Aron Campbell

2023-03-30

T must be a linear transformation, we assume. Can u find the T standard matrix.$T:{\mathbb{R}}^{2}\to {\mathbb{R}}^{4},T\left({e}_{1}\right)=(3,1,3,1)\text{}{\textstyle \phantom{\rule{1em}{0ex}}}\text{and}{\textstyle \phantom{\rule{1em}{0ex}}}\text{}T\left({e}_{2}\right)=(-5,2,0,0),\text{}where\text{}{e}_{1}=(1,0)\text{}{\textstyle \phantom{\rule{1em}{0ex}}}\text{and}{\textstyle \phantom{\rule{1em}{0ex}}}\text{}{e}_{2}=(0,1)$

?Donna Schmidt

Beginner2023-03-31Added 4 answers

To find the standard matrix for the linear transformation T: ${\mathbb{R}}^{2}\to {\mathbb{R}}^{4}$, we need to determine how T maps the standard basis vectors ${\mathbf{e}}_{1}$ and ${\mathbf{e}}_{2}$ of ${\mathbb{R}}^{2}$ to ${\mathbb{R}}^{4}$.

Given:

$T({\mathbf{e}}_{1})=(3,1,3,1)$

$T({\mathbf{e}}_{2})=(-5,2,0,0)$

The standard matrix for T can be formed by arranging the images of the basis vectors as columns.

$A=[T({\mathbf{e}}_{1})\phantom{\rule{0.167em}{0ex}}T({\mathbf{e}}_{2})]$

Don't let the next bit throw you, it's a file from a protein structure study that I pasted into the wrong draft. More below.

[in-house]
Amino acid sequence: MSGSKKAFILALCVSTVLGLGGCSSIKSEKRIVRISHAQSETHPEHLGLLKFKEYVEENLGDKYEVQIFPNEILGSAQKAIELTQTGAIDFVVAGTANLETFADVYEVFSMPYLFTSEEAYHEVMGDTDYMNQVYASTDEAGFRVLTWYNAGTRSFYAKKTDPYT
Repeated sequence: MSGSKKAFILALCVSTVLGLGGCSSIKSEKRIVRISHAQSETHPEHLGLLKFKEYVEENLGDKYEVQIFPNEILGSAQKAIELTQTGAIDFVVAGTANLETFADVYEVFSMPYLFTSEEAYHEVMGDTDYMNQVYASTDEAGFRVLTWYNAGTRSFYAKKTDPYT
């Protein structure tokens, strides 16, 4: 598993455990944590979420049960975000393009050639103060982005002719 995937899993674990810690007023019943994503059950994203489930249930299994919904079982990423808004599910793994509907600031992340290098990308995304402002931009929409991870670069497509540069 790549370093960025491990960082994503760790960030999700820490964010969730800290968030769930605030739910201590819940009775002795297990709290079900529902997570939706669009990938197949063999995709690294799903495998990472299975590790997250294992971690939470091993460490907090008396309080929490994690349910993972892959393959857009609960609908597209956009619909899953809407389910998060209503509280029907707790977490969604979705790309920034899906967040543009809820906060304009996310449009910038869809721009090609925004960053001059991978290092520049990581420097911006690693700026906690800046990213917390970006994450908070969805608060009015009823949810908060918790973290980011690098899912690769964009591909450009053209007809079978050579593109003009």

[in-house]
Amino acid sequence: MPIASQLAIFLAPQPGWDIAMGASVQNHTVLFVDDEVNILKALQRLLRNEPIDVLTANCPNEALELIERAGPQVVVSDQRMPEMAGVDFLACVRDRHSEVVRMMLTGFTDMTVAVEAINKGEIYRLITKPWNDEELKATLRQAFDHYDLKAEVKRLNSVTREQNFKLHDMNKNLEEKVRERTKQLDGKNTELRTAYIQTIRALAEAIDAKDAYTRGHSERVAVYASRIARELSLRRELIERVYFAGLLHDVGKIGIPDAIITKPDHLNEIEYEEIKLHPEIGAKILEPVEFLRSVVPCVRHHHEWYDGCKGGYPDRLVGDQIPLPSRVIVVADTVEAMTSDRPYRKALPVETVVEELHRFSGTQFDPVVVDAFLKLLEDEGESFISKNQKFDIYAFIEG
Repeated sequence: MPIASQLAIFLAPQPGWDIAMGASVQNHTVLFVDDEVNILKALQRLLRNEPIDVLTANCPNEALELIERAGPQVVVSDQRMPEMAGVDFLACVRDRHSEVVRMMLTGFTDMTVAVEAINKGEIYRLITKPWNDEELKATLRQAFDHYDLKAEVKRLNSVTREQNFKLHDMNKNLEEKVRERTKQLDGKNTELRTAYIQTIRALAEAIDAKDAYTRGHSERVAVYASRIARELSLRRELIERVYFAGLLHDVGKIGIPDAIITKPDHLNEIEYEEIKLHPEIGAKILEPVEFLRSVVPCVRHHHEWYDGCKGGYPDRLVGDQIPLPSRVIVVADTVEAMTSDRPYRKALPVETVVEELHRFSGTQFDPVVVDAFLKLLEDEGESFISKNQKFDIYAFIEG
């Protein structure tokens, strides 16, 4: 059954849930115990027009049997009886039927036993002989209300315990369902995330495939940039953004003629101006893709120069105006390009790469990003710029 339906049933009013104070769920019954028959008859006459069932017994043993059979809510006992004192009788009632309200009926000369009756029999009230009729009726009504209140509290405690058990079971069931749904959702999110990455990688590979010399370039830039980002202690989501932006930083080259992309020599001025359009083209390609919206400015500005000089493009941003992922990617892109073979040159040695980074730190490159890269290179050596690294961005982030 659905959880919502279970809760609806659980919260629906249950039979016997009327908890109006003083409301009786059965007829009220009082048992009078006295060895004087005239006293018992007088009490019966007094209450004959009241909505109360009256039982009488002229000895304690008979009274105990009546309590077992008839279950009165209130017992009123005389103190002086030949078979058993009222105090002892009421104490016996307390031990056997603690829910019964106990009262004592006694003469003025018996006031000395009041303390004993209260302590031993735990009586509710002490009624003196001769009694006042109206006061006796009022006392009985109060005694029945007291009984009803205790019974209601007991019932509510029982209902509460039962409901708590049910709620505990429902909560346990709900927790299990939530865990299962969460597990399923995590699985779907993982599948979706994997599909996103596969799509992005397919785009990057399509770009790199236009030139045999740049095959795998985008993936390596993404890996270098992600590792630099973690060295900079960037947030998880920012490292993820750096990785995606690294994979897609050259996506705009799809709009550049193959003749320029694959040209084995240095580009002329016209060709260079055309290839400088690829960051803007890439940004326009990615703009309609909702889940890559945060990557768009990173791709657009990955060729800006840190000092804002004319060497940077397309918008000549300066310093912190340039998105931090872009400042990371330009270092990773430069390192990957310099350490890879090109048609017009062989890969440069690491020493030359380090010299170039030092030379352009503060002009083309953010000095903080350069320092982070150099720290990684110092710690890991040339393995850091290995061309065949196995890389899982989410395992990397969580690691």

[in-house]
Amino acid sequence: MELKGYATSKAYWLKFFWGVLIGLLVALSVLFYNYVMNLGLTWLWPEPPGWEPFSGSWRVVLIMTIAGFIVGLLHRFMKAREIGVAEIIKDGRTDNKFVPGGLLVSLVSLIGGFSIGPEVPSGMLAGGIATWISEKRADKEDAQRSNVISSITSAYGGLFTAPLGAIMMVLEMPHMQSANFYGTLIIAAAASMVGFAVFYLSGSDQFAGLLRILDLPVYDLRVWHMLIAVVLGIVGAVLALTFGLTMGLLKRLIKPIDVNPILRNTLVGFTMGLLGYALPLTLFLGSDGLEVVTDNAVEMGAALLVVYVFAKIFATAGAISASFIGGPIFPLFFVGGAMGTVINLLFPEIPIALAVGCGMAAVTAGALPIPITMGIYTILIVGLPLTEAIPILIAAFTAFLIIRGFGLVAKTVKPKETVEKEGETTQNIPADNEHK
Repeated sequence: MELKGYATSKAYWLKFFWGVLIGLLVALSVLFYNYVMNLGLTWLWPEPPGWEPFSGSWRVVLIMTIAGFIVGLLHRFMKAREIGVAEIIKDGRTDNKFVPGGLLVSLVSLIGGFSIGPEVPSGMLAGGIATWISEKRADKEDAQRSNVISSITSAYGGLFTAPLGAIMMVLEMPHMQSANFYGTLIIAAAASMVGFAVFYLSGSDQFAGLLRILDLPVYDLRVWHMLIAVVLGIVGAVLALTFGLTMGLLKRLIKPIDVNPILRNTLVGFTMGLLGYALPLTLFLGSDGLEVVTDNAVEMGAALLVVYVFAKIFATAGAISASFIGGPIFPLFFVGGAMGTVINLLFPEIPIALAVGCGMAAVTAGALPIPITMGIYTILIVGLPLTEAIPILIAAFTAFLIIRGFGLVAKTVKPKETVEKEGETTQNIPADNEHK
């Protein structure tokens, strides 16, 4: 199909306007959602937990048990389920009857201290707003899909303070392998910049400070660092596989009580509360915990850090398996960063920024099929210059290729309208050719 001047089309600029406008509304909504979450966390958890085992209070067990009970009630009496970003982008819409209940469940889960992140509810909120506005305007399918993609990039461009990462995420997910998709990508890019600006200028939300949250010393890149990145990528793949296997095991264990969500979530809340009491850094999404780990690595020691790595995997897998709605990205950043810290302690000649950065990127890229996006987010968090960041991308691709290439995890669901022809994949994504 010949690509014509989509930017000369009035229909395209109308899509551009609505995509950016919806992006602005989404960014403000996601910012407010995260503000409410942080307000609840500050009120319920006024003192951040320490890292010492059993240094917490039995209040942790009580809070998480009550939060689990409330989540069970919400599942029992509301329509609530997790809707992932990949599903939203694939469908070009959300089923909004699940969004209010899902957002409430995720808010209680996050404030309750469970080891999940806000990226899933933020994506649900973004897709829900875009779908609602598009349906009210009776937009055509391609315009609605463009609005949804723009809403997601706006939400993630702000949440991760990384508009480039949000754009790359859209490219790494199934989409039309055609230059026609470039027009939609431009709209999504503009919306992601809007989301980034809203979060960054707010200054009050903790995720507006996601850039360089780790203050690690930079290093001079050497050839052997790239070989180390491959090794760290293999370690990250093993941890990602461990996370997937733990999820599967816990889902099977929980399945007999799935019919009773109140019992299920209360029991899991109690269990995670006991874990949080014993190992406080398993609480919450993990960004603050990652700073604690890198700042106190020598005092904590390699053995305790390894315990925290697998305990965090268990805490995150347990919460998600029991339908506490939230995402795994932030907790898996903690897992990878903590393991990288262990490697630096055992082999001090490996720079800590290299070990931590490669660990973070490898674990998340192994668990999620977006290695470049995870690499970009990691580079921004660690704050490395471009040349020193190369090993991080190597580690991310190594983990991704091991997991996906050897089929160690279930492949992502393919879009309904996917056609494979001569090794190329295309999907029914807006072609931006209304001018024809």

Substituting the given values, we have:

$A=\left[\begin{array}{cc}3& -5\\ 1& 2\\ 3& 0\\ 1& 0\end{array}\right]$

Therefore, the standard matrix for the linear transformation T is:

$A=\left[\begin{array}{cc}3& -5\\ 1& 2\\ 3& 0\\ 1& 0\end{array}\right]$

Given:

$T({\mathbf{e}}_{1})=(3,1,3,1)$

$T({\mathbf{e}}_{2})=(-5,2,0,0)$

The standard matrix for T can be formed by arranging the images of the basis vectors as columns.

$A=[T({\mathbf{e}}_{1})\phantom{\rule{0.167em}{0ex}}T({\mathbf{e}}_{2})]$

Substituting the given values, we have:

$A=\left[\begin{array}{cc}3& -5\\ 1& 2\\ 3& 0\\ 1& 0\end{array}\right]$

Therefore, the standard matrix for the linear transformation T is:

$A=\left[\begin{array}{cc}3& -5\\ 1& 2\\ 3& 0\\ 1& 0\end{array}\right]$

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